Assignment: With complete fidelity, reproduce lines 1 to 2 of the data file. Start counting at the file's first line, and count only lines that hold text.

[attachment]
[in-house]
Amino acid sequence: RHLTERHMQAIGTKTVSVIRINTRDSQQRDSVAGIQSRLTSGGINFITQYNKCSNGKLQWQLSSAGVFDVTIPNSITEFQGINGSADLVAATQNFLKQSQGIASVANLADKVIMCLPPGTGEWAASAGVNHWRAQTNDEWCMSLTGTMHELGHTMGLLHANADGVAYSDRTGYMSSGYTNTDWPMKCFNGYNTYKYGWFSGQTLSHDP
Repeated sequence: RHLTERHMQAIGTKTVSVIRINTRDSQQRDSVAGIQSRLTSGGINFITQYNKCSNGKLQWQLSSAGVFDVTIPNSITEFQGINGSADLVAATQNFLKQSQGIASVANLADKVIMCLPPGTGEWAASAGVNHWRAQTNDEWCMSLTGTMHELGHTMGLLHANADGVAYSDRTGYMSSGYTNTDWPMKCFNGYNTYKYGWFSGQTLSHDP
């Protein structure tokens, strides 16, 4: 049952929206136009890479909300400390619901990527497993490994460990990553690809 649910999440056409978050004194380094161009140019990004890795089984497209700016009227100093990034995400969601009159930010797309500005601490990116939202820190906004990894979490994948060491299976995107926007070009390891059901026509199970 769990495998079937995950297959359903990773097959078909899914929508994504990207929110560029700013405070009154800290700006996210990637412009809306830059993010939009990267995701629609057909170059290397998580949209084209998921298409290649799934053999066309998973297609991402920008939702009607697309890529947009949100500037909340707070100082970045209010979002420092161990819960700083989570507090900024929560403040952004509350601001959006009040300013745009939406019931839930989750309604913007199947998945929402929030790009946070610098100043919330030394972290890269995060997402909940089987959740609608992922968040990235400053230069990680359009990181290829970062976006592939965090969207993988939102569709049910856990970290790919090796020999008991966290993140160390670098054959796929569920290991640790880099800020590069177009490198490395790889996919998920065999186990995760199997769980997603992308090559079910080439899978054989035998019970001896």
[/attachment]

[in-house]
Amino acid sequence: RHLTERHMQAIGTKTVSVIRINTRDSQQRDSVAGIQSRLTSGGINFITQYNKCSNGKLQWQLSSAGVFDVTIPNSITEFQGINGSADLVAATQNFLKQSQGIASVANLADKVIMCLPPGTGEWAASAGVNHWRAQTNDEWCMSLTGTMHELGHTMGLLHANADGVAYSDRTGYMSSGYTNTDWPMKCFNGYNTYKYGWFSGQTLSHDP